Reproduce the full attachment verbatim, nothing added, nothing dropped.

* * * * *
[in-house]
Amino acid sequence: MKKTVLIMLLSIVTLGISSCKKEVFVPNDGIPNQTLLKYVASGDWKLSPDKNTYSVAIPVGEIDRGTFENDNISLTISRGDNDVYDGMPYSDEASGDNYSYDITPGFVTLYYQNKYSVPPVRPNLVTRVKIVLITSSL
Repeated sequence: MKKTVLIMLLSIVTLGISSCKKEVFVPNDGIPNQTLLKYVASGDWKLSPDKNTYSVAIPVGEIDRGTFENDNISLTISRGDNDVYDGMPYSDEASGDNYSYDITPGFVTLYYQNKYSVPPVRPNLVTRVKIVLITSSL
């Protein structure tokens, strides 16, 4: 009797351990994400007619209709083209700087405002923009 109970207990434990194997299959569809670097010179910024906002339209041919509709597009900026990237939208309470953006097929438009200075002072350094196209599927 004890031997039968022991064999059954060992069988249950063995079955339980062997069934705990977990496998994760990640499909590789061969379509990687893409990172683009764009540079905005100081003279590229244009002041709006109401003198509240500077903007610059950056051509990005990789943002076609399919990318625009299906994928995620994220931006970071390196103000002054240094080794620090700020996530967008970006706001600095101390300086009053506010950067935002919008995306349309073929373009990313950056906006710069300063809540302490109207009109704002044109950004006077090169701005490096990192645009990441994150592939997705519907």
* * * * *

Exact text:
[in-house]
Amino acid sequence: MKKTVLIMLLSIVTLGISSCKKEVFVPNDGIPNQTLLKYVASGDWKLSPDKNTYSVAIPVGEIDRGTFENDNISLTISRGDNDVYDGMPYSDEASGDNYSYDITPGFVTLYYQNKYSVPPVRPNLVTRVKIVLITSSL
Repeated sequence: MKKTVLIMLLSIVTLGISSCKKEVFVPNDGIPNQTLLKYVASGDWKLSPDKNTYSVAIPVGEIDRGTFENDNISLTISRGDNDVYDGMPYSDEASGDNYSYDITPGFVTLYYQNKYSVPPVRPNLVTRVKIVLITSSL
């Protein structure tokens, strides 16, 4: 009797351990994400007619209709083209700087405002923009 109970207990434990194997299959569809670097010179910024906002339209041919509709597009900026990237939208309470953006097929438009200075002072350094196209599927 004890031997039968022991064999059954060992069988249950063995079955339980062997069934705990977990496998994760990640499909590789061969379509990687893409990172683009764009540079905005100081003279590229244009002041709006109401003198509240500077903007610059950056051509990005990789943002076609399919990318625009299906994928995620994220931006970071390196103000002054240094080794620090700020996530967008970006706001600095101390300086009053506010950067935002919008995306349309073929373009990313950056906006710069300063809540302490109207009109704002044109950004006077090169701005490096990192645009990441994150592939997705519907």